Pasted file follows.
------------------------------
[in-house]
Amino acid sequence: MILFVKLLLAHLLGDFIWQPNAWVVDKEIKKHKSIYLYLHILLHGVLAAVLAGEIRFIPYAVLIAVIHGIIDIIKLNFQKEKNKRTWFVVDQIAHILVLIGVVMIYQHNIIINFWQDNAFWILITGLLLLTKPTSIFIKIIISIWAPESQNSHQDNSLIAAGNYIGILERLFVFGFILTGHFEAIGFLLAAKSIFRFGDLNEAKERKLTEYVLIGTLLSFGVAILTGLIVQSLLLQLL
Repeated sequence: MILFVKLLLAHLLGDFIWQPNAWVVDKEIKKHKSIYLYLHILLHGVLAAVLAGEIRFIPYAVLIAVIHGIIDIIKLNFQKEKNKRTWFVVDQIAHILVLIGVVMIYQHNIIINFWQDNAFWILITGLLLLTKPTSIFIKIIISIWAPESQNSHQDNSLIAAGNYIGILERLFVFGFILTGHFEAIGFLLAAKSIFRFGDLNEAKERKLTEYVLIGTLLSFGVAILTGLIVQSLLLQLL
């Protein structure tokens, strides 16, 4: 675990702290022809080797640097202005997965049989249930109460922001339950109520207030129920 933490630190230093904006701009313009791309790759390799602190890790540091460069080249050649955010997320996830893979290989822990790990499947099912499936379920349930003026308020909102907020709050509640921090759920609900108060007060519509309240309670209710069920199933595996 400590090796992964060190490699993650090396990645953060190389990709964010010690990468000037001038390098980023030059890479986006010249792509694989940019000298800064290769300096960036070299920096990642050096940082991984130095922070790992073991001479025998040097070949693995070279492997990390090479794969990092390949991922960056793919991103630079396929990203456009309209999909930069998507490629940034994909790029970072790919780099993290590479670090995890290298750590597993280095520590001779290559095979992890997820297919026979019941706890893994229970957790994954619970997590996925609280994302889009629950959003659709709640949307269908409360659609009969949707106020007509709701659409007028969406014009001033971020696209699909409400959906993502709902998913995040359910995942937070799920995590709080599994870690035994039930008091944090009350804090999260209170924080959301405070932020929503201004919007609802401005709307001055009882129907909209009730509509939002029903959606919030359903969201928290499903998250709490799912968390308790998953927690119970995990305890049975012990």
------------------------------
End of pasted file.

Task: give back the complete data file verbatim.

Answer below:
[in-house]
Amino acid sequence: MILFVKLLLAHLLGDFIWQPNAWVVDKEIKKHKSIYLYLHILLHGVLAAVLAGEIRFIPYAVLIAVIHGIIDIIKLNFQKEKNKRTWFVVDQIAHILVLIGVVMIYQHNIIINFWQDNAFWILITGLLLLTKPTSIFIKIIISIWAPESQNSHQDNSLIAAGNYIGILERLFVFGFILTGHFEAIGFLLAAKSIFRFGDLNEAKERKLTEYVLIGTLLSFGVAILTGLIVQSLLLQLL
Repeated sequence: MILFVKLLLAHLLGDFIWQPNAWVVDKEIKKHKSIYLYLHILLHGVLAAVLAGEIRFIPYAVLIAVIHGIIDIIKLNFQKEKNKRTWFVVDQIAHILVLIGVVMIYQHNIIINFWQDNAFWILITGLLLLTKPTSIFIKIIISIWAPESQNSHQDNSLIAAGNYIGILERLFVFGFILTGHFEAIGFLLAAKSIFRFGDLNEAKERKLTEYVLIGTLLSFGVAILTGLIVQSLLLQLL
């Protein structure tokens, strides 16, 4: 675990702290022809080797640097202005997965049989249930109460922001339950109520207030129920 933490630190230093904006701009313009791309790759390799602190890790540091460069080249050649955010997320996830893979290989822990790990499947099912499936379920349930003026308020909102907020709050509640921090759920609900108060007060519509309240309670209710069920199933595996 400590090796992964060190490699993650090396990645953060190389990709964010010690990468000037001038390098980023030059890479986006010249792509694989940019000298800064290769300096960036070299920096990642050096940082991984130095922070790992073991001479025998040097070949693995070279492997990390090479794969990092390949991922960056793919991103630079396929990203456009309209999909930069998507490629940034994909790029970072790919780099993290590479670090995890290298750590597993280095520590001779290559095979992890997820297919026979019941706890893994229970957790994954619970997590996925609280994302889009629950959003659709709640949307269908409360659609009969949707106020007509709701659409007028969406014009001033971020696209699909409400959906993502709902998913995040359910995942937070799920995590709080599994870690035994039930008091944090009350804090999260209170924080959301405070932020929503201004919007609802401005709307001055009882129907909209009730509509939002029903959606919030359903969201928290499903998250709490799912968390308790998953927690119970995990305890049975012990």